James Karst | June 26, 2019
As employers go, HB McClure checks all the right boxes. The century-old mechanical contractor based out of central Pennsylvania offers health insurance, a 401(k) plan, bonus structure and an in-house training program. Oh, and the employees? Well, they’re all part-owners, thanks, in part, to the 2008 recession and an HR guy named Bob Whalen, a father of four who married his high school sweetheart and always wanted to run his own company.
Just before the economy began to falter, Whalen struck a deal with HB McClure to become the first non-family member to run the HVAC business headquartered in his hometown of Harrisburg, Pennsylvania. The plan was for Whalen to start as a minority owner and eventually buy 100 percent of the company. At the time, the company was in the midst of a record fiscal year, and Whalen intended to use cash flow to finance the purchase. But it wasn’t long before that plan was thrown into jeopardy by the financial crisis that reverberated through the American economy.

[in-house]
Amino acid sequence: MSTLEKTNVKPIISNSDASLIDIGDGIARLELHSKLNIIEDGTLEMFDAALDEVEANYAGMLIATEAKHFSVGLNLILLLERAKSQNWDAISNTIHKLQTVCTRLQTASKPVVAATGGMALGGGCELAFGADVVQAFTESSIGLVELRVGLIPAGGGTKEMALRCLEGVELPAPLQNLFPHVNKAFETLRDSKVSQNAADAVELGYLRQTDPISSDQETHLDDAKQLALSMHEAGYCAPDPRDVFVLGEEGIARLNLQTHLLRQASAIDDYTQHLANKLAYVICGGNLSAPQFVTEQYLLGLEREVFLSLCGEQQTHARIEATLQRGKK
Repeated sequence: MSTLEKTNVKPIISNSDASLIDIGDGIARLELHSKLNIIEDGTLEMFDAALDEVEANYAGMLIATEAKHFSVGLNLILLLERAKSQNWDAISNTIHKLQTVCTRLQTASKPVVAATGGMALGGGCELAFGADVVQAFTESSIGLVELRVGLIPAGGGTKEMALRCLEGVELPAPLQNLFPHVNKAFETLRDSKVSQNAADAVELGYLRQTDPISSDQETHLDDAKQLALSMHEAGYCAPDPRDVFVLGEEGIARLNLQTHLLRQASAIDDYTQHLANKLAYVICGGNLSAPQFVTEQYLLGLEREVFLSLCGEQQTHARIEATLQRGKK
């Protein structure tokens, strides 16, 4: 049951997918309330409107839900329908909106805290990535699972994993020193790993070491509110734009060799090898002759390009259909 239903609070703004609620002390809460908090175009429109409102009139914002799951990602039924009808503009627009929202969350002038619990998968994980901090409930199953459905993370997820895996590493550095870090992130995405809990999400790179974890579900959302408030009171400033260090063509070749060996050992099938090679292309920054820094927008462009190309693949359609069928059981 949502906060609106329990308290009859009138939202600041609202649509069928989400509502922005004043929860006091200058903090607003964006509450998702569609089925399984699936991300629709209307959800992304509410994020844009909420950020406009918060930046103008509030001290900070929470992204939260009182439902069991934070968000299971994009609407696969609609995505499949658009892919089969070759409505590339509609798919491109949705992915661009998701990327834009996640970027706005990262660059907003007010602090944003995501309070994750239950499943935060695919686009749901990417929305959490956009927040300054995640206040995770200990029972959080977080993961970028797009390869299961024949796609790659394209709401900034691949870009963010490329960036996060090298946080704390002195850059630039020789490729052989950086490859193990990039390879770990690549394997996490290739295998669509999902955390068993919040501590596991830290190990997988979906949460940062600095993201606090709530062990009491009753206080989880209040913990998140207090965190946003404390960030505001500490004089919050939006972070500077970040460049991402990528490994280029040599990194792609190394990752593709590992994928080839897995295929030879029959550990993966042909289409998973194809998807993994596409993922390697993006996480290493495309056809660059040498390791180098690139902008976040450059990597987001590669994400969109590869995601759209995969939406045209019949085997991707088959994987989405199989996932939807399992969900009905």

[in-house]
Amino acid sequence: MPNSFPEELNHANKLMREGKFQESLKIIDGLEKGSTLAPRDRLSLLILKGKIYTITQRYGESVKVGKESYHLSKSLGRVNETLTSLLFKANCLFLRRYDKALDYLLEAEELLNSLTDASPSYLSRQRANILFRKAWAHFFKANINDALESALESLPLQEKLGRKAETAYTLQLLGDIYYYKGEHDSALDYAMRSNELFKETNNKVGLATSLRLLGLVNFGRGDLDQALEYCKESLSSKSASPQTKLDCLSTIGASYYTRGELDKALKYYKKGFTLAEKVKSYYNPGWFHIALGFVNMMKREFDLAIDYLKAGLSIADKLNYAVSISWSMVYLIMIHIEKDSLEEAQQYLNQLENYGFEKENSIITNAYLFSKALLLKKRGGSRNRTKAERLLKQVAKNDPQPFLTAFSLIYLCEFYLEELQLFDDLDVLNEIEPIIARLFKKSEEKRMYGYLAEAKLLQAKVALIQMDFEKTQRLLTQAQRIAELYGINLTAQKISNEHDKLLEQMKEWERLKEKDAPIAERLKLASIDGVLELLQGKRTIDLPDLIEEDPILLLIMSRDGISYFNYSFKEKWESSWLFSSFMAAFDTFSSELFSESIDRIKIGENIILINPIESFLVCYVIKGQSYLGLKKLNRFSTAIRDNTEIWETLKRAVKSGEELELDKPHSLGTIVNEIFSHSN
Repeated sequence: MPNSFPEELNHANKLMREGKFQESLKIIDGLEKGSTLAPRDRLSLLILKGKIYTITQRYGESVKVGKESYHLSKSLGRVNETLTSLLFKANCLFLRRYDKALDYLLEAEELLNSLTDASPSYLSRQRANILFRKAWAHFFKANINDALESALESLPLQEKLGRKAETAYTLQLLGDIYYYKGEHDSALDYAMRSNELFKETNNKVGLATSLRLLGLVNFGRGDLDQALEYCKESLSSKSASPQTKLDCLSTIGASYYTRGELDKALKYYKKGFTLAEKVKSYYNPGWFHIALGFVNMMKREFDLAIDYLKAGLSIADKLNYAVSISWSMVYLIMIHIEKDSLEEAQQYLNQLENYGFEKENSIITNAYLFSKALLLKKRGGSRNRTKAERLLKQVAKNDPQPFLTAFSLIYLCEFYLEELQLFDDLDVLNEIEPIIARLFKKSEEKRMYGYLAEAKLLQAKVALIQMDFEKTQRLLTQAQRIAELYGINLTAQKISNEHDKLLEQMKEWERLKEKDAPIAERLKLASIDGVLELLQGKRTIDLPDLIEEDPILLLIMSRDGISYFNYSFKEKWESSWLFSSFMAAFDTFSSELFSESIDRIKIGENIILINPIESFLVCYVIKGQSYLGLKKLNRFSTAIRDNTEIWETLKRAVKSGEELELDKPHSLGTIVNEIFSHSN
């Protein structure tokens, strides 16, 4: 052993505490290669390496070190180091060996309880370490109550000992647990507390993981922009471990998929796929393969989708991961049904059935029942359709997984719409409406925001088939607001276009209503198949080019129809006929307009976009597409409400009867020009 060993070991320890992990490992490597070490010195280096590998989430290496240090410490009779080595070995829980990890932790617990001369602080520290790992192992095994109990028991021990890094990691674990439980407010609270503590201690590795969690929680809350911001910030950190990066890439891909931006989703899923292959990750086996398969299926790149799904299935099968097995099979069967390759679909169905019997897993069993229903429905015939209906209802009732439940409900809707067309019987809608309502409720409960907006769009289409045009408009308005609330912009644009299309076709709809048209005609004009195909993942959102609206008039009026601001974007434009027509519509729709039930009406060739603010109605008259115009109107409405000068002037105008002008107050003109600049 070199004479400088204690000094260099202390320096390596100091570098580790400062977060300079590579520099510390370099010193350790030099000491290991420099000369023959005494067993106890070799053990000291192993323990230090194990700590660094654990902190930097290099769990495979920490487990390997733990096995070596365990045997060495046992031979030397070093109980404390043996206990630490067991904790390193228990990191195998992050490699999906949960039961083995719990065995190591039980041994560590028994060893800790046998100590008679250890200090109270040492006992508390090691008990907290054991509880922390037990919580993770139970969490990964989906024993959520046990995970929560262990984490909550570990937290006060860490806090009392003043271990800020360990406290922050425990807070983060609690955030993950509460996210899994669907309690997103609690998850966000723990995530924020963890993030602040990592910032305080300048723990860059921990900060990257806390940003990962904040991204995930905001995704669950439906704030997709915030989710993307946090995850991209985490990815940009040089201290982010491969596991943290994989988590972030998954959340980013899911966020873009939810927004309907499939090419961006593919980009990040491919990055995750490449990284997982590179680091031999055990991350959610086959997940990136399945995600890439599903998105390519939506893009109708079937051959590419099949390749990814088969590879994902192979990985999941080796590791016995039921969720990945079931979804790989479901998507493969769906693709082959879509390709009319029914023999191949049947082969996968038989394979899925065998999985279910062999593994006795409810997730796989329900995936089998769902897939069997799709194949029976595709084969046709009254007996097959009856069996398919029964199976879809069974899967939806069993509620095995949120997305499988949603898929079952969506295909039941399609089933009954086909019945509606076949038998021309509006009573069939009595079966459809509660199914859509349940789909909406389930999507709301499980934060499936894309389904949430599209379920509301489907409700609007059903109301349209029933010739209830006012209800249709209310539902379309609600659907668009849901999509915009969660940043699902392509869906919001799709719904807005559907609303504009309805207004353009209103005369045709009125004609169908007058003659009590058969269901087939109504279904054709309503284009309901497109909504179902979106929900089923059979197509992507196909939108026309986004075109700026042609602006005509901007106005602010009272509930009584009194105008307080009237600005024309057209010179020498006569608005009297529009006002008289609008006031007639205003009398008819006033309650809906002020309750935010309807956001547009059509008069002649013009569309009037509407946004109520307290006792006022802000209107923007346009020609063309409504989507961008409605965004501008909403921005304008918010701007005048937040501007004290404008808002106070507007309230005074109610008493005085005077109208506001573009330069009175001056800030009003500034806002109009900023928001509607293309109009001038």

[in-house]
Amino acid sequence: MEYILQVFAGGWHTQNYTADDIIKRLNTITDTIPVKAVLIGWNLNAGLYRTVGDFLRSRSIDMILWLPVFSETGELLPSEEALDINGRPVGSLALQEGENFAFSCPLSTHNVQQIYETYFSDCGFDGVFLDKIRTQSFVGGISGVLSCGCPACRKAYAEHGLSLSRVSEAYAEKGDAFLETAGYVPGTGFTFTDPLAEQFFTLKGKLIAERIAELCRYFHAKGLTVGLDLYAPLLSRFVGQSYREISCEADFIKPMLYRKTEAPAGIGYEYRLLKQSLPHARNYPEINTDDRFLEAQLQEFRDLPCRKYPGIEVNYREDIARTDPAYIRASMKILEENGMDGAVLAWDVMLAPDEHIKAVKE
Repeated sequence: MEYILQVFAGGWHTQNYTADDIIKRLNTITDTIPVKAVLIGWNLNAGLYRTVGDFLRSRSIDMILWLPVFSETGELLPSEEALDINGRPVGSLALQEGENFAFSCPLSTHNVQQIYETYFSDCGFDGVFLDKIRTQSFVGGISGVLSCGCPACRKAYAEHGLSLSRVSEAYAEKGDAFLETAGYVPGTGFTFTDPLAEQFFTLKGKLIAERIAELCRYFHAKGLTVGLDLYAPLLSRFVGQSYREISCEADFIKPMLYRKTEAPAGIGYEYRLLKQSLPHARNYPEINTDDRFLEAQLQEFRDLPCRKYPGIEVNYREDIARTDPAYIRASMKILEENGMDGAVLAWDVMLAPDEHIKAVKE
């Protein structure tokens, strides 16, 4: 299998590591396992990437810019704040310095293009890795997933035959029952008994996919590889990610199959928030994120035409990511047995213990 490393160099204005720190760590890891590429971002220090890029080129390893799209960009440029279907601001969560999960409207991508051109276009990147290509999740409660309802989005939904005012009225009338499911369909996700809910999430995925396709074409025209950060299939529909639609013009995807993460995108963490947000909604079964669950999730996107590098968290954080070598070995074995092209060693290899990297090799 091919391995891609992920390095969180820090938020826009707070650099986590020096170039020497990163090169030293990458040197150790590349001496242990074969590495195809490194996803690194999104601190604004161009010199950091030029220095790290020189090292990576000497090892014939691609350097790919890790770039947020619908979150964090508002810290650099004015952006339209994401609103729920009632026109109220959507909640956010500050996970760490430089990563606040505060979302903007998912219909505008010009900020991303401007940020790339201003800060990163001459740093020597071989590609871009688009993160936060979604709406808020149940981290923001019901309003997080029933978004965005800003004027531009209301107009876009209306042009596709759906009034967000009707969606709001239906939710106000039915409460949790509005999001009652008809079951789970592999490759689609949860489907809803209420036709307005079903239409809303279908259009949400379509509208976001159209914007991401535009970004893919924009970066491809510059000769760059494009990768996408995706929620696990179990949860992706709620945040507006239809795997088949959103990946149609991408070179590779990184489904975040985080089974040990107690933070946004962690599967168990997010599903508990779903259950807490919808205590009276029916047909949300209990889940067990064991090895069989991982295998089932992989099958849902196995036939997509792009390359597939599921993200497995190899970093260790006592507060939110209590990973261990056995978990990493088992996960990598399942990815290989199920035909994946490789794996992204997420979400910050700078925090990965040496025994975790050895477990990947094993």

Whalen sought a way to save money by making the purchase more tax efficient. That led him to consider an employee stock ownership plan, or ESOP — a defined contribution plan that provides workers with an ownership interest in the company.
The more he researched, the more it made sense — and not just from a fiscal standpoint.
“It perfectly aligns with my thinking from a company culture standpoint,” said Whalen, whose background is in corporate human resources. He earned an executive MBA from Cornell University in 2004 and now hops a plane twice a month to travel to Notre Dame’s Chicago campus where he’s working toward a Master of Science in Finance through Mendoza’s Stayer Center for Executive Education.
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